Many people reading this may not be old enough to recall the stereotypes of Soviet-era news media: state-run television that only presented the official Communist Party line....
The problem was that the TASS analysis was the best, most penetrating analyses of American electoral politics I've ever read. No proletariat or imperialist lackey running dogs, just careful, knowledgeable analysis that ended by concluding Mondale would lose in a landslide because Americans would always vote against a man who said publicly he'd raise taxes....
Which brings me to the Al Jazeera story today on the impact of the Israel Lobby on the American presidential election.
As US presidential candidates battle it out to become the leader of the world's only superpower there is one subject on which they all, in public at least, agree - the US relationship with Israel.
To leading politicians on both sides of the partisan divide the special relationship is sacrosanct, largely due, critics say, to the power of pro-Israel lobby groups.
Those critics also say that pro-Israeli groups are set to play a major role in the forthcoming election battle, both in terms of funding candidates and by publicly criticising any candidate critical of Israel or the US's relationship with it.
John Mearsheimer, who alongside Stephen Walt is the author of a controversial series of articles and a recent book on the Israel lobby, told Al Jazeera: "Almost all of the major candidates are falling over themselves to demonstrate how deeply committed they are to America's special relationship with Israel.
"Hardly a word of criticism is directed at anything Israel does and that is due to the activities of the lobby."
Mearsheimer and Walt were excoriated when they wrote their original Israel Lobby article in the London Times and followed it up with a book. Even to use the term Israel Lobby is to invite immediate attack, as WPHT (Philadelphia) talk show host Michael Smerconish discovered last year when he dared to discuss the work and interview one of the authors.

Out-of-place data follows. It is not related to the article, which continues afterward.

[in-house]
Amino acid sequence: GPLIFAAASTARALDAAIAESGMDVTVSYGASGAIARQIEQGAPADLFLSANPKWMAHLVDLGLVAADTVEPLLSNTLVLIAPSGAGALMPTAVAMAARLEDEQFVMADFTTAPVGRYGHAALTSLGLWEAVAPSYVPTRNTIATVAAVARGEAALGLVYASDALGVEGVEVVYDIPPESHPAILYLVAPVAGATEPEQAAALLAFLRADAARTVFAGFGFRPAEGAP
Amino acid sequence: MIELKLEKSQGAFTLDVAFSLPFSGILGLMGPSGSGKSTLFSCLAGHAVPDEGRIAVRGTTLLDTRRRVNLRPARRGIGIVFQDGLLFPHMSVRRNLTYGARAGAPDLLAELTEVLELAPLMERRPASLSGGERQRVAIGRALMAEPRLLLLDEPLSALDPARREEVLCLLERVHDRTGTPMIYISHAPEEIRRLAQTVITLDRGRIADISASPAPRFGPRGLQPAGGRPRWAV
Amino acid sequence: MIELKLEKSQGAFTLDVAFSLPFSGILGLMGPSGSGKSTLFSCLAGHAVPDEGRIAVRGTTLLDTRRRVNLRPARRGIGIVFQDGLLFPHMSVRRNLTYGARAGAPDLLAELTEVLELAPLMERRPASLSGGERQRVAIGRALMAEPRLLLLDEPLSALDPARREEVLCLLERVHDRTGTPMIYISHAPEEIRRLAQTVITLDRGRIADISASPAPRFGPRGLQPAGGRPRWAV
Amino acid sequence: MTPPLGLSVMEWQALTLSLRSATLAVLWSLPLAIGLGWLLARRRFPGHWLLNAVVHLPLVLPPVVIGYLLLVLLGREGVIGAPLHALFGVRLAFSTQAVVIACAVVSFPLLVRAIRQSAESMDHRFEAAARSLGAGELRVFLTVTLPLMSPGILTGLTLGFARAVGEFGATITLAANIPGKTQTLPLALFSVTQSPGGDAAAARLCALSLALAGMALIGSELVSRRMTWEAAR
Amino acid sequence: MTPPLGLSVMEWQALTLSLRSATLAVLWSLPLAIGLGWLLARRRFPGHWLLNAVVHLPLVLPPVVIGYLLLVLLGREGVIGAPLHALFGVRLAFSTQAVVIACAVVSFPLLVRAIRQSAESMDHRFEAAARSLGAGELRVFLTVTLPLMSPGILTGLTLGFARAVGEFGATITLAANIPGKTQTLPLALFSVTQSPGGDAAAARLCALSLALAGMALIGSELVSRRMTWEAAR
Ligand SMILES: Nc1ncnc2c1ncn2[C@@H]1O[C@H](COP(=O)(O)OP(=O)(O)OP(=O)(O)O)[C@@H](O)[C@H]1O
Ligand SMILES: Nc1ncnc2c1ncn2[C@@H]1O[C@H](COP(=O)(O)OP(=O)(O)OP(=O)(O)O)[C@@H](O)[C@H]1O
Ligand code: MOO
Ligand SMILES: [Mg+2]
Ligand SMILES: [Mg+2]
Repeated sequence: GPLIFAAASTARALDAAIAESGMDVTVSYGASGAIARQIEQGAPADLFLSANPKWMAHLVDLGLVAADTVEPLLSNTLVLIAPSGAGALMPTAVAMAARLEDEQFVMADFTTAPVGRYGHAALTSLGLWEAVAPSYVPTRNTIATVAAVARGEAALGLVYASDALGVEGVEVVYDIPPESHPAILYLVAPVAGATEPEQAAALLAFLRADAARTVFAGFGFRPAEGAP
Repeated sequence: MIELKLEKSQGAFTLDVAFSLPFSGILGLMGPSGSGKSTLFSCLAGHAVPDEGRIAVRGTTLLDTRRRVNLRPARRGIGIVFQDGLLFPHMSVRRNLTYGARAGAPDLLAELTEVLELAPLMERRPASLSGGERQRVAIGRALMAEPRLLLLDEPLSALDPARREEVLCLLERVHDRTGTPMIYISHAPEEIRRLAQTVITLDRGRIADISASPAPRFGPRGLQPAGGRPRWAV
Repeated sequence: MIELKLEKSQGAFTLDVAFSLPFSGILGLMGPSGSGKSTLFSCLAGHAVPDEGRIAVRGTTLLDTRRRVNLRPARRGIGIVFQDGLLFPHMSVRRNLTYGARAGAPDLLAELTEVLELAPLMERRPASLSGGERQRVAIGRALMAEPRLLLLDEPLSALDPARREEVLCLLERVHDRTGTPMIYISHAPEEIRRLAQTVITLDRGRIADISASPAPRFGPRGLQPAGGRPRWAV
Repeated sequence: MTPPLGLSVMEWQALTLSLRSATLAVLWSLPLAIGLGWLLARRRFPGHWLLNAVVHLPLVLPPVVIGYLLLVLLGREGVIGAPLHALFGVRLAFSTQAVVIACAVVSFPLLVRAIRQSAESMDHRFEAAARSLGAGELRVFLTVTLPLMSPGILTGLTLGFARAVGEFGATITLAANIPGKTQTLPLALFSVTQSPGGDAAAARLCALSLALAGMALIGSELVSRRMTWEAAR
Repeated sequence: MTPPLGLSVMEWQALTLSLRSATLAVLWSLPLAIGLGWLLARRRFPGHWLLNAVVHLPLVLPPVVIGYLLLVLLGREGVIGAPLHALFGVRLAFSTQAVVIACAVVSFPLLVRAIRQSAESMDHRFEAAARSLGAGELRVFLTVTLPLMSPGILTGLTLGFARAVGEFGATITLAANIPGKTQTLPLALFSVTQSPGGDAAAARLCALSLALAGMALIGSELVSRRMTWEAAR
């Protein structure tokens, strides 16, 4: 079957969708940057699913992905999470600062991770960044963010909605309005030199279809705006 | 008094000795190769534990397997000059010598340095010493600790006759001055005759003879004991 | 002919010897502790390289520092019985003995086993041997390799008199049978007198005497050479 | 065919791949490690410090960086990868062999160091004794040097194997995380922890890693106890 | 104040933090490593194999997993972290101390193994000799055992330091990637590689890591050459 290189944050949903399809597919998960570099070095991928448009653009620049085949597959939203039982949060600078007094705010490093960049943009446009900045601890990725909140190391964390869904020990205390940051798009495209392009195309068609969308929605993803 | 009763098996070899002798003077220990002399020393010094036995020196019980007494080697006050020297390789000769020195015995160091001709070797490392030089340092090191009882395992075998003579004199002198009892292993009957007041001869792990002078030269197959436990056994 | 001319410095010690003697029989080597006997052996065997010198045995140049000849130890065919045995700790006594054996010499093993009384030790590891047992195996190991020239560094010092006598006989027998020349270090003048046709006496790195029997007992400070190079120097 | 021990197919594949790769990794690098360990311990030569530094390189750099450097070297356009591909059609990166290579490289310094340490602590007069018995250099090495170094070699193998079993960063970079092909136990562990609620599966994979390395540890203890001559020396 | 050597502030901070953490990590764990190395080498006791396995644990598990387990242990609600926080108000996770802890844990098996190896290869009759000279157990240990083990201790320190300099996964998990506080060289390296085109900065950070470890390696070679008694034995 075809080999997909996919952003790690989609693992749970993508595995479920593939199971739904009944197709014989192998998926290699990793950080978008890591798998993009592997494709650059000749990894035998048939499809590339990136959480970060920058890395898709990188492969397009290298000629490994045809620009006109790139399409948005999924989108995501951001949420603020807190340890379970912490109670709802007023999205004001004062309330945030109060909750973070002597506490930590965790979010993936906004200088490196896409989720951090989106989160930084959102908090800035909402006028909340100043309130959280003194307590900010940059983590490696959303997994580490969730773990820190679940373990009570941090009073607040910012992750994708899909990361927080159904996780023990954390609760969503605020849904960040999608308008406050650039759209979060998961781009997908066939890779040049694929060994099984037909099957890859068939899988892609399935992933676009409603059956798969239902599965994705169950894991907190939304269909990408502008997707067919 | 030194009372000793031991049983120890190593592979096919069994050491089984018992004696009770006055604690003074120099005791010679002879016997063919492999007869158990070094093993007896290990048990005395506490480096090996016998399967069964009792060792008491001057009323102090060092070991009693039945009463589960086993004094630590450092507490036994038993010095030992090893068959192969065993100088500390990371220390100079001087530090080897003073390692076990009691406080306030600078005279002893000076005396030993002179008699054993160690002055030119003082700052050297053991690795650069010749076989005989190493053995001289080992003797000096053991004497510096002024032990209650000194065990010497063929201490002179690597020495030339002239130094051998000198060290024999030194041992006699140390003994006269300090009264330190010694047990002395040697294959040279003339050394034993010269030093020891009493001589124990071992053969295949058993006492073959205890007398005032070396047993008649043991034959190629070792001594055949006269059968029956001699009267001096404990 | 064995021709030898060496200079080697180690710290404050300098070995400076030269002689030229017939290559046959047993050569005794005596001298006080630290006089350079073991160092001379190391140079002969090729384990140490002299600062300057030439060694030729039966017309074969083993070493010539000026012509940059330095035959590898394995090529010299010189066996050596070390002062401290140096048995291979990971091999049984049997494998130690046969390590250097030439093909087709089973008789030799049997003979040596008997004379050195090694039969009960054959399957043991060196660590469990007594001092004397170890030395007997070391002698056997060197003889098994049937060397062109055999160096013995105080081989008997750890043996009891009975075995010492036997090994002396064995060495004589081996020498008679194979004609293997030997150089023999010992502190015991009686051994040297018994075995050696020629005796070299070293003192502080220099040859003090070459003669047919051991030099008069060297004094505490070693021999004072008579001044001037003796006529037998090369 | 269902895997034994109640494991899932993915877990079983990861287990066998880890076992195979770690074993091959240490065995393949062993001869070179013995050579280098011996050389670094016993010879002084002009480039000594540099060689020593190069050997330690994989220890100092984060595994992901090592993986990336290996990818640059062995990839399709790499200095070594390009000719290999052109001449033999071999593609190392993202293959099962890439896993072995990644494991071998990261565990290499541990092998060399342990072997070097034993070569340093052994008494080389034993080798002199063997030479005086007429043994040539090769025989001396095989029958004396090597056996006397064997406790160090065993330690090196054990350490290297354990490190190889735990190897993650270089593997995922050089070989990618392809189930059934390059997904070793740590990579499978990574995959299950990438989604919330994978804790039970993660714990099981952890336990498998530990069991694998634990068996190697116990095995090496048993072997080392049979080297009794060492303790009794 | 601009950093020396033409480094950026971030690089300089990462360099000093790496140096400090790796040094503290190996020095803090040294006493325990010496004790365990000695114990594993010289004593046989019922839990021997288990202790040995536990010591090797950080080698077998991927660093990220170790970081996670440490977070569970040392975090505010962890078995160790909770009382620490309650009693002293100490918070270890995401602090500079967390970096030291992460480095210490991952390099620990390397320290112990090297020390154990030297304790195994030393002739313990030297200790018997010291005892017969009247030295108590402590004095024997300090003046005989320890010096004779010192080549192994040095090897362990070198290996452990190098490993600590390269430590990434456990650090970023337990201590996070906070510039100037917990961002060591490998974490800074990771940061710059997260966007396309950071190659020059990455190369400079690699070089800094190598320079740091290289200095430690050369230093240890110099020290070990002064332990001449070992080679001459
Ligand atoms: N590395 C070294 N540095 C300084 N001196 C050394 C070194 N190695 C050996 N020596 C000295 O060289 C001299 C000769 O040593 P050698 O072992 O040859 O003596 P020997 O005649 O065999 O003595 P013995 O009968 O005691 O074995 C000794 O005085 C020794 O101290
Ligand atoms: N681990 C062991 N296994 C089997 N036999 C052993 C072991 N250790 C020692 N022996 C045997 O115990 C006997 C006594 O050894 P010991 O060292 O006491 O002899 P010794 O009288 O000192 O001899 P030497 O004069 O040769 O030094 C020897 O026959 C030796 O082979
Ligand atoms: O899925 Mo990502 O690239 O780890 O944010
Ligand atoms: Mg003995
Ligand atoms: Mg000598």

Which probably accounts for not reading much of anything about our Israel policy in coverage of the presidential primaries, which (as Al Jazeera notes below) because any mention is more harmful to a candidate than touching Social Security:
Aipac's [a pro-Israel PAC] defenders say that this is where the organisation plays an important role, as an information source for politicians - including US presidential candidates.
But critics say that pro-Israel lobby groups go much further - as John Mearsheimer says: "The lobby monitors what the candidates say very closely."
In March, Democratic candidate Barack Obama gave a speech in the key primary state of Iowa where he said: "Nobody is suffering more than the Palestinian people."
A local Aipac member immediately contacted the media to denounce the comment, describing it as "deeply troubling".
This, at least in the eyes of the Arab world, is not an isolated event:
In July Jim Moran, a Democratic congressman who has criticised Aipac in the past, accused the organisation of pushing for war on Iraq.
Seventeen members of congress immediately wrote a letter to Moran condemning him and saying that his remarks "unfortunately fit the anti-Semitic stereotypes some have used historically used against Jews".
Eric Cantor, the house of representatives Republican deputy chief whip, reportedly went further and was quoted as as saying: "Unfortunately, Jim Moran has made it a habit now to lash out to the American-Jewish community.
"I think his remarks are reprehensible, I think his remarks are anachronistic, and hearken back to the day of Adolf Hitler."
In such a political climate it is easy to see why those seeking a job in the Oval Office are wary of speaking out for any change in the US relationship with Israel or against Aipac.
It is one thing to discuss, as candidates from all sides of the spectrum tend to do, the idea that President Bush's foreign policy has invited the enmity of much of the world. This is normal political discourse in American, part of the usual rough and tumble as candidates jockey for position. In truth, the rest of the world pretty much ignores this internal posturing.
What the world does pay attention to--rightly or wrongly--is the charge that the Israel lobby virtually controls American policy in the Middle East, and that nobody is allowed to talk about it.
I'd like to believe they're wrong. I'd like to believe that Al Jazeera and the Arab World are only seeing what they want to see.
But am I sure?